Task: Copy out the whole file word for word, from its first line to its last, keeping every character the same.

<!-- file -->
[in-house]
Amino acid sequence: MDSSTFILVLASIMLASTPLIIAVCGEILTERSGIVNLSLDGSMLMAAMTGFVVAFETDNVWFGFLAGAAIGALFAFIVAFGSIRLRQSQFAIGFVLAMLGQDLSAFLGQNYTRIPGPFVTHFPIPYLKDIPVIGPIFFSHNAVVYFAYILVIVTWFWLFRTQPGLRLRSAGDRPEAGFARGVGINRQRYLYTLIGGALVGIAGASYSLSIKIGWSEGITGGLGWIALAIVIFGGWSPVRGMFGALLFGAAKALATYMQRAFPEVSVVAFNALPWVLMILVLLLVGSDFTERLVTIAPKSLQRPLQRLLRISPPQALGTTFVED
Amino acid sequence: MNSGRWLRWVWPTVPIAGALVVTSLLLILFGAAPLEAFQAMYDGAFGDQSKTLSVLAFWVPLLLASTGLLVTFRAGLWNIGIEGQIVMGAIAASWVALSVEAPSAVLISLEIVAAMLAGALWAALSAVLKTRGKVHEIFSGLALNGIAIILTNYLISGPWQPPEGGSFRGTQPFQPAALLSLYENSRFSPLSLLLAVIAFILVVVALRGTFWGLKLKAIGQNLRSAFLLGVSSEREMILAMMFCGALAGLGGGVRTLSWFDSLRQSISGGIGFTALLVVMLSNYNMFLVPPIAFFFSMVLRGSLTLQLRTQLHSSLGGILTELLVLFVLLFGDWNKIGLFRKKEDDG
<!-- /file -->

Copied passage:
[in-house]
Amino acid sequence: MDSSTFILVLASIMLASTPLIIAVCGEILTERSGIVNLSLDGSMLMAAMTGFVVAFETDNVWFGFLAGAAIGALFAFIVAFGSIRLRQSQFAIGFVLAMLGQDLSAFLGQNYTRIPGPFVTHFPIPYLKDIPVIGPIFFSHNAVVYFAYILVIVTWFWLFRTQPGLRLRSAGDRPEAGFARGVGINRQRYLYTLIGGALVGIAGASYSLSIKIGWSEGITGGLGWIALAIVIFGGWSPVRGMFGALLFGAAKALATYMQRAFPEVSVVAFNALPWVLMILVLLLVGSDFTERLVTIAPKSLQRPLQRLLRISPPQALGTTFVED
Amino acid sequence: MNSGRWLRWVWPTVPIAGALVVTSLLLILFGAAPLEAFQAMYDGAFGDQSKTLSVLAFWVPLLLASTGLLVTFRAGLWNIGIEGQIVMGAIAASWVALSVEAPSAVLISLEIVAAMLAGALWAALSAVLKTRGKVHEIFSGLALNGIAIILTNYLISGPWQPPEGGSFRGTQPFQPAALLSLYENSRFSPLSLLLAVIAFILVVVALRGTFWGLKLKAIGQNLRSAFLLGVSSEREMILAMMFCGALAGLGGGVRTLSWFDSLRQSISGGIGFTALLVVMLSNYNMFLVPPIAFFFSMVLRGSLTLQLRTQLHSSLGGILTELLVLFVLLFGDWNKIGLFRKKEDDG